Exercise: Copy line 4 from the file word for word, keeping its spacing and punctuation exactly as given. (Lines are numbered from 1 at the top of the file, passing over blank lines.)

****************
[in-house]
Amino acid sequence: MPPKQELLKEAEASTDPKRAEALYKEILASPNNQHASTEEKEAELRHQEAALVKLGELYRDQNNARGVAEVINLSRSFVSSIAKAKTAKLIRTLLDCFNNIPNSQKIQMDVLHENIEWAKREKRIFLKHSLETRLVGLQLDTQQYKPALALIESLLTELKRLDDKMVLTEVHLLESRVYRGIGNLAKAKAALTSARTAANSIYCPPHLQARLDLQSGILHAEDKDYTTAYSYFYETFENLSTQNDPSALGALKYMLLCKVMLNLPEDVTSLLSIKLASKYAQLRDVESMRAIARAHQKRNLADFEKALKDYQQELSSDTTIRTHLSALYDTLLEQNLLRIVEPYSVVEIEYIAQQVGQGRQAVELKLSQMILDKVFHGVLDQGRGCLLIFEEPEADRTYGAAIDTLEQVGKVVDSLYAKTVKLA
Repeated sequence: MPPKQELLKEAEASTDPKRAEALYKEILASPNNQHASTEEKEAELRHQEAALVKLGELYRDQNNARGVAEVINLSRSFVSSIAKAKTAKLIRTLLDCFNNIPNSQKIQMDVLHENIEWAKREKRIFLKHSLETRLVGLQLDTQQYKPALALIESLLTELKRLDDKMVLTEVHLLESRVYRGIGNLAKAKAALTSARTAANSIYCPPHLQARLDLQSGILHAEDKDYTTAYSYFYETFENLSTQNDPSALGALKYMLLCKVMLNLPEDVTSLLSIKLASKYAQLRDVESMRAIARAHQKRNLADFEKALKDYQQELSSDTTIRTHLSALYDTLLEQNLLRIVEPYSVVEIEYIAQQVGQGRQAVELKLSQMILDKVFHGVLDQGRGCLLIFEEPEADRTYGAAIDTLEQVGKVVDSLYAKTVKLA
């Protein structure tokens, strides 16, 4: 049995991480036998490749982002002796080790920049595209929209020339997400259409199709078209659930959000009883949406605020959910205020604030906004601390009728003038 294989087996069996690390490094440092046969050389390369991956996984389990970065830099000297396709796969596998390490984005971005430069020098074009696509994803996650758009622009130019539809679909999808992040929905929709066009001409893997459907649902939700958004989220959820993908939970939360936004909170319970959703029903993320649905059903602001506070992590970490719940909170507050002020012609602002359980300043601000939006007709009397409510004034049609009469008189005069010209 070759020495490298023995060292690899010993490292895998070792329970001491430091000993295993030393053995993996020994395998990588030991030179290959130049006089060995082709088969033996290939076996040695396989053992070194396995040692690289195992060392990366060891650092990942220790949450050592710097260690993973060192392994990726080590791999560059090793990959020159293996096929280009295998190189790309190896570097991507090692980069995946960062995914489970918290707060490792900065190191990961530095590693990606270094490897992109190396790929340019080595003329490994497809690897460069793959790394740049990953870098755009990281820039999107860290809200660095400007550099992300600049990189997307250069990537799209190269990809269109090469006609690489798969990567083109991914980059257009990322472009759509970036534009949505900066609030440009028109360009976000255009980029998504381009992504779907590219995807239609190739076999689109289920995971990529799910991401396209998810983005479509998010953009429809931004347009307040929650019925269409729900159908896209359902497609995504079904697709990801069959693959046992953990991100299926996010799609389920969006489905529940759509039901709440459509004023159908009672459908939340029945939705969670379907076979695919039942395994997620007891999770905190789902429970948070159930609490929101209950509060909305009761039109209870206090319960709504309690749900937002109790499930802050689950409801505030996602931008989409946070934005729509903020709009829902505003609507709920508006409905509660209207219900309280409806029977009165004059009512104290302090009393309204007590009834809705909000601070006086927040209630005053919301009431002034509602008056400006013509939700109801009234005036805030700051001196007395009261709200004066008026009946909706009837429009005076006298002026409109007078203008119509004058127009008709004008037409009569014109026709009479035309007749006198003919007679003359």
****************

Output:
């Protein structure tokens, strides 16, 4: 049995991480036998490749982002002796080790920049595209929209020339997400259409199709078209659930959000009883949406605020959910205020604030906004601390009728003038 294989087996069996690390490094440092046969050389390369991956996984389990970065830099000297396709796969596998390490984005971005430069020098074009696509994803996650758009622009130019539809679909999808992040929905929709066009001409893997459907649902939700958004989220959820993908939970939360936004909170319970959703029903993320649905059903602001506070992590970490719940909170507050002020012609602002359980300043601000939006007709009397409510004034049609009469008189005069010209 070759020495490298023995060292690899010993490292895998070792329970001491430091000993295993030393053995993996020994395998990588030991030179290959130049006089060995082709088969033996290939076996040695396989053992070194396995040692690289195992060392990366060891650092990942220790949450050592710097260690993973060192392994990726080590791999560059090793990959020159293996096929280009295998190189790309190896570097991507090692980069995946960062995914489970918290707060490792900065190191990961530095590693990606270094490897992109190396790929340019080595003329490994497809690897460069793959790394740049990953870098755009990281820039999107860290809200660095400007550099992300600049990189997307250069990537799209190269990809269109090469006609690489798969990567083109991914980059257009990322472009759509970036534009949505900066609030440009028109360009976000255009980029998504381009992504779907590219995807239609190739076999689109289920995971990529799910991401396209998810983005479509998010953009429809931004347009307040929650019925269409729900159908896209359902497609995504079904697709990801069959693959046992953990991100299926996010799609389920969006489905529940759509039901709440459509004023159908009672459908939340029945939705969670379907076979695919039942395994997620007891999770905190789902429970948070159930609490929101209950509060909305009761039109209870206090319960709504309690749900937002109790499930802050689950409801505030996602931008989409946070934005729509903020709009829902505003609507709920508006409905509660209207219900309280409806029977009165004059009512104290302090009393309204007590009834809705909000601070006086927040209630005053919301009431002034509602008056400006013509939700109801009234005036805030700051001196007395009261709200004066008026009946909706009837429009005076006298002026409109007078203008119509004058127009008709004008037409009569014109026709009479035309007749006198003919007679003359």